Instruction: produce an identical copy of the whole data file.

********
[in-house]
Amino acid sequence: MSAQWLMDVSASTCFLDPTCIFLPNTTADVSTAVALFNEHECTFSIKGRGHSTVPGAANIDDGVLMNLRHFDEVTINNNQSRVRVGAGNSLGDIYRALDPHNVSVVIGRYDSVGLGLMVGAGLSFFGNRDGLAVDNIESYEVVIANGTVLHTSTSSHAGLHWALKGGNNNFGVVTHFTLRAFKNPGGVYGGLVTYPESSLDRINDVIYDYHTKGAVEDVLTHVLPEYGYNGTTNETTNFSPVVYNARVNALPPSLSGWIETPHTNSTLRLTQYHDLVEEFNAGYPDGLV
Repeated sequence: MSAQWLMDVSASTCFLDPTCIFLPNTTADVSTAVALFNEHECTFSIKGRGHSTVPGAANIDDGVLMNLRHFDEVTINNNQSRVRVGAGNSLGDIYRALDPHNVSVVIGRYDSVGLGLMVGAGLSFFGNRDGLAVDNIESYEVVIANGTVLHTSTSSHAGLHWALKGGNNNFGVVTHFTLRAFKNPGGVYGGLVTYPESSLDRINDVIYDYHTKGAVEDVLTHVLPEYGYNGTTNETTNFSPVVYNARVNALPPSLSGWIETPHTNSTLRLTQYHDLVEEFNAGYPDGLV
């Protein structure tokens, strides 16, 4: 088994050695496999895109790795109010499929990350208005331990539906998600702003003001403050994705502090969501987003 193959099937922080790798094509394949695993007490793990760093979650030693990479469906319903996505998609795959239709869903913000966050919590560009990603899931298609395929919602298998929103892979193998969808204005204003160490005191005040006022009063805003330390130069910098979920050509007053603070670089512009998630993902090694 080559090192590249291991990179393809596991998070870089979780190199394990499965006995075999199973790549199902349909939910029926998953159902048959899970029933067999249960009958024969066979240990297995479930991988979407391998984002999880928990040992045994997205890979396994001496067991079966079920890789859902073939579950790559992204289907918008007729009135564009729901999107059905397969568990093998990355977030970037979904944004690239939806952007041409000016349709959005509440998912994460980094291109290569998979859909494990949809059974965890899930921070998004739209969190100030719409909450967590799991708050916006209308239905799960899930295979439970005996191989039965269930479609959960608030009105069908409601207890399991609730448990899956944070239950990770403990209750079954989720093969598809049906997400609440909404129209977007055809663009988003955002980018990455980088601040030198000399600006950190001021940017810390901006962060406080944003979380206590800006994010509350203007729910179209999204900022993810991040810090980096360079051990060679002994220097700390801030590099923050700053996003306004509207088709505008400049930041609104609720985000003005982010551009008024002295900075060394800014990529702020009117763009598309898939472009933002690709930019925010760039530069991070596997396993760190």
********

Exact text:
[in-house]
Amino acid sequence: MSAQWLMDVSASTCFLDPTCIFLPNTTADVSTAVALFNEHECTFSIKGRGHSTVPGAANIDDGVLMNLRHFDEVTINNNQSRVRVGAGNSLGDIYRALDPHNVSVVIGRYDSVGLGLMVGAGLSFFGNRDGLAVDNIESYEVVIANGTVLHTSTSSHAGLHWALKGGNNNFGVVTHFTLRAFKNPGGVYGGLVTYPESSLDRINDVIYDYHTKGAVEDVLTHVLPEYGYNGTTNETTNFSPVVYNARVNALPPSLSGWIETPHTNSTLRLTQYHDLVEEFNAGYPDGLV
Repeated sequence: MSAQWLMDVSASTCFLDPTCIFLPNTTADVSTAVALFNEHECTFSIKGRGHSTVPGAANIDDGVLMNLRHFDEVTINNNQSRVRVGAGNSLGDIYRALDPHNVSVVIGRYDSVGLGLMVGAGLSFFGNRDGLAVDNIESYEVVIANGTVLHTSTSSHAGLHWALKGGNNNFGVVTHFTLRAFKNPGGVYGGLVTYPESSLDRINDVIYDYHTKGAVEDVLTHVLPEYGYNGTTNETTNFSPVVYNARVNALPPSLSGWIETPHTNSTLRLTQYHDLVEEFNAGYPDGLV
């Protein structure tokens, strides 16, 4: 088994050695496999895109790795109010499929990350208005331990539906998600702003003001403050994705502090969501987003 193959099937922080790798094509394949695993007490793990760093979650030693990479469906319903996505998609795959239709869903913000966050919590560009990603899931298609395929919602298998929103892979193998969808204005204003160490005191005040006022009063805003330390130069910098979920050509007053603070670089512009998630993902090694 080559090192590249291991990179393809596991998070870089979780190199394990499965006995075999199973790549199902349909939910029926998953159902048959899970029933067999249960009958024969066979240990297995479930991988979407391998984002999880928990040992045994997205890979396994001496067991079966079920890789859902073939579950790559992204289907918008007729009135564009729901999107059905397969568990093998990355977030970037979904944004690239939806952007041409000016349709959005509440998912994460980094291109290569998979859909494990949809059974965890899930921070998004739209969190100030719409909450967590799991708050916006209308239905799960899930295979439970005996191989039965269930479609959960608030009105069908409601207890399991609730448990899956944070239950990770403990209750079954989720093969598809049906997400609440909404129209977007055809663009988003955002980018990455980088601040030198000399600006950190001021940017810390901006962060406080944003979380206590800006994010509350203007729910179209999204900022993810991040810090980096360079051990060679002994220097700390801030590099923050700053996003306004509207088709505008400049930041609104609720985000003005982010551009008024002295900075060394800014990529702020009117763009598309898939472009933002690709930019925010760039530069991070596997396993760190």